A New Year’s Resolution to ‘Go Green’: Assessing Your Carbon Footprint
With this year almost done, a party conversation this past weekend turned towards 2009. Everyone seems to have a goal or a New Year’s resolution in mind. They ranged from the typical (loose weight) to the absurd (not eat jelly beans). One person in the group said their goal was to ‘go green’, but wasn’t really sure where to start. This (obviously) got me thinking. The first step for any change is assessment. When I was teaching, there was always some sort of a pre-test before a new unit. When you decide to loose weight, the first step is to get on a scale to see from what point you are starting. The best way anyone can get an overall impression of their overall ‘green-ness’ is by taking a look at ones carbon footprint. C’mon – all the kids are doing it!
There are a wide variety of sites that provide this sort of quiz. Depending on the data used, the assumptions of the quiz, and the detail of the information that one is expected to input, results will vary. However, I don’t recommend using these quizzes as an exact measure of your carbon output, but rather as an overall ‘check-up’ of your lifestyle. If you are looking to live a greener life, these quizzes can provide you with a good place to start.
When I looked at a wide variety of the quizzes online I tried to find ones that were broad in scope (not just a 3 question quiz about your driving habits) and allowed a higher degree of information input. (Do you drive an SUV or a hybrid?) Here is a selection of some of the quizzes I found.
These sites give you your footprint in tons of CO2 emitted:
- CarbonFootprint.com. This calculator allows you to put in your state information. This site is also really precise with air travel. Food and purchasing habits are not as precise. Your final footprint is compared to both the average footprint for the country as well as the target footprint for the world. The quiz is from a private company that has also created a quiz for businesses.
- The Nature Conservancy. This calculator takes into account some things like tire maintenance and composting. However, my footprint came out unusually high because of the lack of specificity in the ‘home energy’ area.
These sites give you your footprint in reference to how many hectares (or Earths) you are using.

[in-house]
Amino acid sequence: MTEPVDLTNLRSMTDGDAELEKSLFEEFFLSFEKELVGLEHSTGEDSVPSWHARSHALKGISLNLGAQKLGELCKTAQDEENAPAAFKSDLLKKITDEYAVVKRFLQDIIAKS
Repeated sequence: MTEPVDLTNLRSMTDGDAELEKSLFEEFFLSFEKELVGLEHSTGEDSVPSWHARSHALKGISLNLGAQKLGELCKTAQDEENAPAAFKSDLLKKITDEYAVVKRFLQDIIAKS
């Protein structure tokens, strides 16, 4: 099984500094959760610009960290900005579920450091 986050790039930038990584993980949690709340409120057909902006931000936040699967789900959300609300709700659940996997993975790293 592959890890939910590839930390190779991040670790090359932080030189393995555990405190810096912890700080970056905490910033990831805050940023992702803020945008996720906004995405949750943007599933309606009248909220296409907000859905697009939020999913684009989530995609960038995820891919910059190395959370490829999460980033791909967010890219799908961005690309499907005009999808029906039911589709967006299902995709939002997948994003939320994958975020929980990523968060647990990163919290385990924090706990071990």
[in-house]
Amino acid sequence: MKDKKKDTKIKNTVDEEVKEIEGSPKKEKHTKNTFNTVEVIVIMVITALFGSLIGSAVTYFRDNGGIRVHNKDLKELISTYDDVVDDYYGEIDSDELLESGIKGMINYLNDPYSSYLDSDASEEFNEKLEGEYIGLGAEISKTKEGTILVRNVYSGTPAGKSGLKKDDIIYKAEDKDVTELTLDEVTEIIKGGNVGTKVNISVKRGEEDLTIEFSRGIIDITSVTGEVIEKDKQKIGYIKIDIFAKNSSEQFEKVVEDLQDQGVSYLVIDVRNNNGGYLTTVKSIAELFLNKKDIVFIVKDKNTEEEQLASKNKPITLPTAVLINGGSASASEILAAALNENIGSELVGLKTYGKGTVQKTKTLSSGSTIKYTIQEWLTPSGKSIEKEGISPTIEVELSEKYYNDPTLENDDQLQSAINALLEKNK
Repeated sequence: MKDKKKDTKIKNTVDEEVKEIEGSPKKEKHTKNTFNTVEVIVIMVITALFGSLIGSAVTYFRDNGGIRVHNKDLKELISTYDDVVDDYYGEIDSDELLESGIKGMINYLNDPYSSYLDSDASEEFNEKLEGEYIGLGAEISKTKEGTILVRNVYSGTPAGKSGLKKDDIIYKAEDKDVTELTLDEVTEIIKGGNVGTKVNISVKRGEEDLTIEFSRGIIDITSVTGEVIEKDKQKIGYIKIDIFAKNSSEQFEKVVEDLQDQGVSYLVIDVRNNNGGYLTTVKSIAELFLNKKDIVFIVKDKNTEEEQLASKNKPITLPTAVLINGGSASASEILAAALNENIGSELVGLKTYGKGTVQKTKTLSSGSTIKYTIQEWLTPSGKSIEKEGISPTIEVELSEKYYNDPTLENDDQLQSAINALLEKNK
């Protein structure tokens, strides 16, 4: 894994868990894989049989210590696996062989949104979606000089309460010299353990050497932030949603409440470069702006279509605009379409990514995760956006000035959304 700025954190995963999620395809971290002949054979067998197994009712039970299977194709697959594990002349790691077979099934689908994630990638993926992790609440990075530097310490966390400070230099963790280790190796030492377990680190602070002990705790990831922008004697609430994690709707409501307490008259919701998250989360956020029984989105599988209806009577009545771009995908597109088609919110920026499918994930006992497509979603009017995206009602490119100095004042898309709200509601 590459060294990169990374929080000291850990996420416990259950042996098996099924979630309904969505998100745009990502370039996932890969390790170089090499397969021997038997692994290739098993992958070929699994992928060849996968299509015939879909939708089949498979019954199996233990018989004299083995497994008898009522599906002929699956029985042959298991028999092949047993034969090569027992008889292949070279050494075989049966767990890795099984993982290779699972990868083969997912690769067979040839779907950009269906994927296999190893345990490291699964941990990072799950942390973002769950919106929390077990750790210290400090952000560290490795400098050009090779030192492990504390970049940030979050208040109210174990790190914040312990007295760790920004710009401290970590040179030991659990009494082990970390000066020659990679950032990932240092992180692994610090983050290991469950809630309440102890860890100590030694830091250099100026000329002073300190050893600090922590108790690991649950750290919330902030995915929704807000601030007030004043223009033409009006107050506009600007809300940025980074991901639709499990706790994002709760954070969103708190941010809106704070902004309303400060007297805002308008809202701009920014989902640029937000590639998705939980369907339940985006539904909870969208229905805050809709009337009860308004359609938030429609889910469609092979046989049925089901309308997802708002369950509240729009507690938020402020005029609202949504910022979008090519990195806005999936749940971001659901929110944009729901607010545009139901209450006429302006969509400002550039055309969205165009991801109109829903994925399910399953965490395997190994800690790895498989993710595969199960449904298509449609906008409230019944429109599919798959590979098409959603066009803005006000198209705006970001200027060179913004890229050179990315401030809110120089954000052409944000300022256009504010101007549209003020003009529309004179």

- FootprintNetwork.org. I really like this quiz. There is a fast option that gives you an overview of your footprint as well as an option that goes into more detail if you have time. It covers all the major areas quite well. The final breakdown shows how many earths needed to supply your lifestyle, the tons of CO2 emitted, as well as a breakdown of what type of activity creates the most CO2.
- EarthLab.com. This site allows you to put in your zip code and is selectively specific. The make and model of your car can be imputed to use information from the manufacturer. For energy usage, you can enter the amount that you spend each month on a variety of fuel sources. Answers are provided in tons of CO2 as well as an Earth Conservation Plan score which you can track over time.
- Redefining Progress. I really like this quiz as well. The results are only given in hectares, which are broken down by biome type. There are also tips as you take the quiz to help you lower your energy consumption. Some bigger assumptions are made by the quiz, however, so the results came back a little skewed compared to the other quizzes I took.
- EatLowCarbon.org. If you are interested in the specific impact your diet has on your carbon footprint, this is the site for you. Each type of food is given a point value that relates to carbon output.
- TheGreenOffice.com. This site as well as CarbonFootprint.com allow you to take a quiz for your office.
See how your country stacks up. I love this website that compares the emissions of the countries of the world in a very visual way. It also shows birth and death rates for different countries. I am always amazed at how countries of similar lifestyle have such fewer emissions.
Begin to take actions to reduce your footprint. A good place to start is with the five R’s: reduce, reuse, recycle, rot, and rebuy. Other sites provide you with a plethora of other suggestions. For example, StopGlobalWarming.org suggests many changes and then shows how those changes affect your carbon output while Greener-Good.com provides daily challenges.
How have you lowered your footprint? Do you have a favorite site I missed? I’d love to hear about it!